Herika R. Raymer - Writer/Editor

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February Frolic 2015

Posted by Herika R Raymer on June 30, 2015 at 11:20 PM Comments comments (0)

It is my birthday month, and to be honest I cannot really find a reason to get happy about rolling towards 50. Oh well, I will enjoy my family and have a good time.


Although, I WILL say I got a good birthday present in that I understand Charon Coin Press will be releasing State of Horror: Louisianna soon and I am slated to be in there! WOOT! For now, be sure to look for me in State of Horror: Illinois - also available in audio book.



January Delight 2015

Posted by Herika R Raymer on June 30, 2015 at 11:15 PM Comments comments (0)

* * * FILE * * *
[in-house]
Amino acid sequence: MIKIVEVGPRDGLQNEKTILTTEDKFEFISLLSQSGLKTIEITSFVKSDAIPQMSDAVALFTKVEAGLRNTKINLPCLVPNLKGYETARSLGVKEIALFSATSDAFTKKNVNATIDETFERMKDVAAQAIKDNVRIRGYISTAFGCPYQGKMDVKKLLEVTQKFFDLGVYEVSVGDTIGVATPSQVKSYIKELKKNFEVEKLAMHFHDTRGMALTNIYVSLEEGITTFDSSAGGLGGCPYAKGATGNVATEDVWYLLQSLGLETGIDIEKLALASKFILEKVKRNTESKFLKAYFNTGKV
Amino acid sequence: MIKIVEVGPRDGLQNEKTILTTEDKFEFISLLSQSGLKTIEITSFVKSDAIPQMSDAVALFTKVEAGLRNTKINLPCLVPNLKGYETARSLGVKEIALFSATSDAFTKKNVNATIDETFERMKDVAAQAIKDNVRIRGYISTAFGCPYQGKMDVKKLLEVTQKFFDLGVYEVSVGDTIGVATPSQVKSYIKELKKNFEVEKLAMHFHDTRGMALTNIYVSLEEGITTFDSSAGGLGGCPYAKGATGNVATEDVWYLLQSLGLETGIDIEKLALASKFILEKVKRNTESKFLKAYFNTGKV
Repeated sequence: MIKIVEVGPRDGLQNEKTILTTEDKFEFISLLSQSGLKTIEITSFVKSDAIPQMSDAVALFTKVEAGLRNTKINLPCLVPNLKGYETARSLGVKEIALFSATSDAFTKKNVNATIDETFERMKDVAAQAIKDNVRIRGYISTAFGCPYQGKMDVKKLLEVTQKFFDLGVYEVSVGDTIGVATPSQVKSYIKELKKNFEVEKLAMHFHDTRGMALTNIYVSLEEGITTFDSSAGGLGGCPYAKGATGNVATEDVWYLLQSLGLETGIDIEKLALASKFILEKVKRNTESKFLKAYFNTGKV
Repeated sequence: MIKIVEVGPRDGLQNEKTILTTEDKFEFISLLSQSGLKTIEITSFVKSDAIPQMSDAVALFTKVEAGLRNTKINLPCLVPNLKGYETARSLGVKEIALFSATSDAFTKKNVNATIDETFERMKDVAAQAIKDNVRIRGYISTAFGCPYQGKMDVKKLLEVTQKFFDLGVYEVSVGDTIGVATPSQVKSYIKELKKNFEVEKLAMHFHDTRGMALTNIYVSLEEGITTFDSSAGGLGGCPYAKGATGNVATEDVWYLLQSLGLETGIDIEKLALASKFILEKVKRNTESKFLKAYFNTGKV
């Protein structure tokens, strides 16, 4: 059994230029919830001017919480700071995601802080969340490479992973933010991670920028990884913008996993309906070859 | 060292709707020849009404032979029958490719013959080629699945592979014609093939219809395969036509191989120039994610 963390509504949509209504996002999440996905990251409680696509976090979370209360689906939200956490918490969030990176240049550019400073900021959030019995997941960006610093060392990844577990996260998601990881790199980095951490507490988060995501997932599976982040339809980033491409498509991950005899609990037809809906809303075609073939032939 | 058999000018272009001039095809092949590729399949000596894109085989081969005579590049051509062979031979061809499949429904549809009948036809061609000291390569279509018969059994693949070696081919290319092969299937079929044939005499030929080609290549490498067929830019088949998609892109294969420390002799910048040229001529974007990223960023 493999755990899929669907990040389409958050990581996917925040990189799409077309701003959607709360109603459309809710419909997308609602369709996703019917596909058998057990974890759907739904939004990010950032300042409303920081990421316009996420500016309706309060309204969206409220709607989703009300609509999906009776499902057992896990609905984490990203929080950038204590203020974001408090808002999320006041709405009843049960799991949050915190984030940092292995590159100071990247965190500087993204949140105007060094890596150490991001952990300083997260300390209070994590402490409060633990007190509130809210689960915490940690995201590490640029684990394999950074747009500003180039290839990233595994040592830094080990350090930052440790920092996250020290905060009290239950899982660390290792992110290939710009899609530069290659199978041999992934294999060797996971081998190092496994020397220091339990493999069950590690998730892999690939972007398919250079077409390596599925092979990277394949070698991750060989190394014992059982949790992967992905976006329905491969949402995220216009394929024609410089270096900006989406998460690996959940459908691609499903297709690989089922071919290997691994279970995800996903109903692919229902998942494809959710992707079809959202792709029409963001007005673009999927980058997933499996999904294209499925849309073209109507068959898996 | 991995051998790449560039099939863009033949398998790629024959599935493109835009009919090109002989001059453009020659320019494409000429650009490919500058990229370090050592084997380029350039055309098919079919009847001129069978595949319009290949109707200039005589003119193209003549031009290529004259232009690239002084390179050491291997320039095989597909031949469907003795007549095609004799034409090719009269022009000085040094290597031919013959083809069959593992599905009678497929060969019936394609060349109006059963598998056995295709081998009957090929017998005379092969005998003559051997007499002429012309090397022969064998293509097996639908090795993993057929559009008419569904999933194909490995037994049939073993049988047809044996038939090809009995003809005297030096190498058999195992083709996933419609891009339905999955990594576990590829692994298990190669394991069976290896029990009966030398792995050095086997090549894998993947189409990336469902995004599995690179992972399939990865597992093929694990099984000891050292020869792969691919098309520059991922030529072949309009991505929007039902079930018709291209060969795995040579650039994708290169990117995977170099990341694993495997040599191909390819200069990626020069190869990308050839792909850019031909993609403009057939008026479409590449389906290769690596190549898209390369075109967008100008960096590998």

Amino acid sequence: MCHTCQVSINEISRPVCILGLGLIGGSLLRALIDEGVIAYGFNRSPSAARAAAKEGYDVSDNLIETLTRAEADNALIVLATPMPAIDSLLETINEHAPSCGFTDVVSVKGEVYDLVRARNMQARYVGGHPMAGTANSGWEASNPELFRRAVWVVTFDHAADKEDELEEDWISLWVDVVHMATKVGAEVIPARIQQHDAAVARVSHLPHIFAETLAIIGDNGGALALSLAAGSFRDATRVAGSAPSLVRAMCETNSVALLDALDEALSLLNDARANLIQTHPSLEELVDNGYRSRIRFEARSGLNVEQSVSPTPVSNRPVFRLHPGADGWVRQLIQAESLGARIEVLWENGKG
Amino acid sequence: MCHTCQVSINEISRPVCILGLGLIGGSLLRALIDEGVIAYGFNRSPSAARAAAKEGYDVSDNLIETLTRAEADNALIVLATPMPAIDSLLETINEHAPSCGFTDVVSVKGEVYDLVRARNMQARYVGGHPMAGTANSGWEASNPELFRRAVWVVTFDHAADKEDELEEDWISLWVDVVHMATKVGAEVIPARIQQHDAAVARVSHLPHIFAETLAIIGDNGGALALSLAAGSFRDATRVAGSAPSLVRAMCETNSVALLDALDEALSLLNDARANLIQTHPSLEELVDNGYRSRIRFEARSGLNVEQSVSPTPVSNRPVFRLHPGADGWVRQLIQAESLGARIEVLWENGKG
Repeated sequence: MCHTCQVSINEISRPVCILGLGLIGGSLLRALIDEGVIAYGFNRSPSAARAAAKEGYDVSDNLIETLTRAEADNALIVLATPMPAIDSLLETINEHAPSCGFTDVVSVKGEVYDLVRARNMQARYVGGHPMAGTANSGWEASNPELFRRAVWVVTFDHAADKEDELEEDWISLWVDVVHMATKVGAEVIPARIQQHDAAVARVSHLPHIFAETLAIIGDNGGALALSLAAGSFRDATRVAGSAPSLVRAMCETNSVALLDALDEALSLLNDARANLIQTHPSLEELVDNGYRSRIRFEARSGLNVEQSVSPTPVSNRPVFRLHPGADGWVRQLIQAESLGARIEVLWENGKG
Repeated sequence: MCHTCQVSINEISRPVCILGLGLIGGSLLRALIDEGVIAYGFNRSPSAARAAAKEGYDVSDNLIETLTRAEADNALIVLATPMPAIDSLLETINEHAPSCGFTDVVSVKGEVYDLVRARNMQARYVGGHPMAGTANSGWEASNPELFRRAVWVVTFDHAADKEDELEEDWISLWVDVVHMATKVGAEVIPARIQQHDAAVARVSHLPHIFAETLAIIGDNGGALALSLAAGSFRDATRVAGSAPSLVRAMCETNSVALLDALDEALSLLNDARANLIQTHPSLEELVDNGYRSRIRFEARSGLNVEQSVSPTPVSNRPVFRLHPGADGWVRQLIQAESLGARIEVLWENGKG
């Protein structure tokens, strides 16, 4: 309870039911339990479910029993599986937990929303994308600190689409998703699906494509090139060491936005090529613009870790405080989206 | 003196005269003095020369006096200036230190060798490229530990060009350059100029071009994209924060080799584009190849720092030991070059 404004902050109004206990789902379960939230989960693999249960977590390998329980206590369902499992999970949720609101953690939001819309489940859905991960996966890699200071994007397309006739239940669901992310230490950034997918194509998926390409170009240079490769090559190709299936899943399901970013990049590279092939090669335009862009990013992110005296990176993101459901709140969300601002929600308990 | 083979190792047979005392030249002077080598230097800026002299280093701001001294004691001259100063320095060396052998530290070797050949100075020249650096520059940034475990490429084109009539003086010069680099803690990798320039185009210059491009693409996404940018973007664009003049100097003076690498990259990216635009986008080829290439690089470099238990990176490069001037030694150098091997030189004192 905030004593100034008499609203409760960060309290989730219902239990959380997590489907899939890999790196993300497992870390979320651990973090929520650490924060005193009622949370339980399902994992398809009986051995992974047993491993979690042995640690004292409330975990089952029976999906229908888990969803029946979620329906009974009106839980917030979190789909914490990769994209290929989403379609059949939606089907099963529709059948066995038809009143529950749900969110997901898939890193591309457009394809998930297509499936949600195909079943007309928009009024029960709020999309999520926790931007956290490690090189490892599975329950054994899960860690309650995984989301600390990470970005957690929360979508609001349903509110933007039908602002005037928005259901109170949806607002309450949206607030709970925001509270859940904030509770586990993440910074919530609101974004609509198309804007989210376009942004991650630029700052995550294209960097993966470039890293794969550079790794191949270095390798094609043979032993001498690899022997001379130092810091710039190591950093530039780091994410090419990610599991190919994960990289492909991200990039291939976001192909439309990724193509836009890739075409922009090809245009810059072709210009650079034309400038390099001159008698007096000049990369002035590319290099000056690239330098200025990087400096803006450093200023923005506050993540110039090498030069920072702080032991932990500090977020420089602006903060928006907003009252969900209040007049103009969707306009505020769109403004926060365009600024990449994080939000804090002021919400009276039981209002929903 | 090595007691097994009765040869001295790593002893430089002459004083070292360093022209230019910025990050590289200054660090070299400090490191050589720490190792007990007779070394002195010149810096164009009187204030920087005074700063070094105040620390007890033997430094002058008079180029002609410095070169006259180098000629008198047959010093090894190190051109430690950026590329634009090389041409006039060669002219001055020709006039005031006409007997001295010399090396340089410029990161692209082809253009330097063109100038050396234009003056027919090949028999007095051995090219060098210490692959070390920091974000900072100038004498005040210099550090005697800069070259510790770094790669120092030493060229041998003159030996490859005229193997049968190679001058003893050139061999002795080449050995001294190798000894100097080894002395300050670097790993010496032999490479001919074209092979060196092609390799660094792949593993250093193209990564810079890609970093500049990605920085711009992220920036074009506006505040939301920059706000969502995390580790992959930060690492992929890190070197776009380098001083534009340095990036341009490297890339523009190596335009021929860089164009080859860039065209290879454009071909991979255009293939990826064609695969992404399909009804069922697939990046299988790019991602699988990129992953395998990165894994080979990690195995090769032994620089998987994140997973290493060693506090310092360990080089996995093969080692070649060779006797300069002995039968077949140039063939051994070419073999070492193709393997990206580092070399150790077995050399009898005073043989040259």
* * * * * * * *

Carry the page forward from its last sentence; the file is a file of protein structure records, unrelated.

The children and I went to Shadow Con at its new location - and I have to say it is a definite improvement! It was still small, but now it has room to grow. The hotel in West TN is lovely, the staff friendly, and the area clean. I really enjoyed sitting in one of the side rooms listening to Tommy Hancock, M R Williamson, and Allan Gilbreah all share stories about strange occurances in the past - especially pertaining to movies. Learned a bit I did not expect.


I am hoping to attend again next year, and hoping also the Con has a chance to grow.


Happy Christmas 2014~

Posted by Herika R Raymer on June 30, 2015 at 11:05 PM Comments comments (0)

Good Grief it has been a long time since I posted. Sorry about that.


Wanted to send my condolences to Fred Grimm's family. He passed this month, and I know it is hard on his loved ones. Still, I can hope the joy of the season can help ease the pain of their loss. I cannot begin to imagine their pain.